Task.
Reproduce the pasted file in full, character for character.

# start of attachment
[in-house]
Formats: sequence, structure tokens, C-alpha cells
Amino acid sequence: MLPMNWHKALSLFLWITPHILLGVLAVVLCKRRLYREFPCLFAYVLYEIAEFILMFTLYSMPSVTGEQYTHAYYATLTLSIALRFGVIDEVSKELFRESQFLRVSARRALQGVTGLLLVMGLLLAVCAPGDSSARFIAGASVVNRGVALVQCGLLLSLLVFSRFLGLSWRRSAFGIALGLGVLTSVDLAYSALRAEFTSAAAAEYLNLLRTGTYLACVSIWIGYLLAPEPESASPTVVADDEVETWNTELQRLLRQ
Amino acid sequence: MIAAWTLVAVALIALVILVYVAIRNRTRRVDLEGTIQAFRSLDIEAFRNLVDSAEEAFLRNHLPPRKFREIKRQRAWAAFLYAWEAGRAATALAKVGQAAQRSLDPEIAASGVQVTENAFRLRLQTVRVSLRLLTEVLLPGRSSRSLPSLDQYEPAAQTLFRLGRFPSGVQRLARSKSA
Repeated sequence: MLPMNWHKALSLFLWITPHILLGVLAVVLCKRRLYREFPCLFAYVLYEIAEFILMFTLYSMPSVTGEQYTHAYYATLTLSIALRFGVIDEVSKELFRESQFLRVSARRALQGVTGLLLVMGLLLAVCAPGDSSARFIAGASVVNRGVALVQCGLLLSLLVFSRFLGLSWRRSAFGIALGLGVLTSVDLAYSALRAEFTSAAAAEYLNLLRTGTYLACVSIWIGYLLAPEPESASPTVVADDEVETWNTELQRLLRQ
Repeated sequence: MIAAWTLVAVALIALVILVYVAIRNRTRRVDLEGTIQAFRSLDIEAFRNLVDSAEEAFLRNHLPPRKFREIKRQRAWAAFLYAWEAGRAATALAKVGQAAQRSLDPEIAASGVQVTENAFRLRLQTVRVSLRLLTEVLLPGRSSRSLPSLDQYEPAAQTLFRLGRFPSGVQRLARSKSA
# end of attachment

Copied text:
[in-house]
Formats: sequence, structure tokens, C-alpha cells
Amino acid sequence: MLPMNWHKALSLFLWITPHILLGVLAVVLCKRRLYREFPCLFAYVLYEIAEFILMFTLYSMPSVTGEQYTHAYYATLTLSIALRFGVIDEVSKELFRESQFLRVSARRALQGVTGLLLVMGLLLAVCAPGDSSARFIAGASVVNRGVALVQCGLLLSLLVFSRFLGLSWRRSAFGIALGLGVLTSVDLAYSALRAEFTSAAAAEYLNLLRTGTYLACVSIWIGYLLAPEPESASPTVVADDEVETWNTELQRLLRQ
Amino acid sequence: MIAAWTLVAVALIALVILVYVAIRNRTRRVDLEGTIQAFRSLDIEAFRNLVDSAEEAFLRNHLPPRKFREIKRQRAWAAFLYAWEAGRAATALAKVGQAAQRSLDPEIAASGVQVTENAFRLRLQTVRVSLRLLTEVLLPGRSSRSLPSLDQYEPAAQTLFRLGRFPSGVQRLARSKSA
Repeated sequence: MLPMNWHKALSLFLWITPHILLGVLAVVLCKRRLYREFPCLFAYVLYEIAEFILMFTLYSMPSVTGEQYTHAYYATLTLSIALRFGVIDEVSKELFRESQFLRVSARRALQGVTGLLLVMGLLLAVCAPGDSSARFIAGASVVNRGVALVQCGLLLSLLVFSRFLGLSWRRSAFGIALGLGVLTSVDLAYSALRAEFTSAAAAEYLNLLRTGTYLACVSIWIGYLLAPEPESASPTVVADDEVETWNTELQRLLRQ
Repeated sequence: MIAAWTLVAVALIALVILVYVAIRNRTRRVDLEGTIQAFRSLDIEAFRNLVDSAEEAFLRNHLPPRKFREIKRQRAWAAFLYAWEAGRAATALAKVGQAAQRSLDPEIAASGVQVTENAFRLRLQTVRVSLRLLTEVLLPGRSSRSLPSLDQYEPAAQTLFRLGRFPSGVQRLARSKSA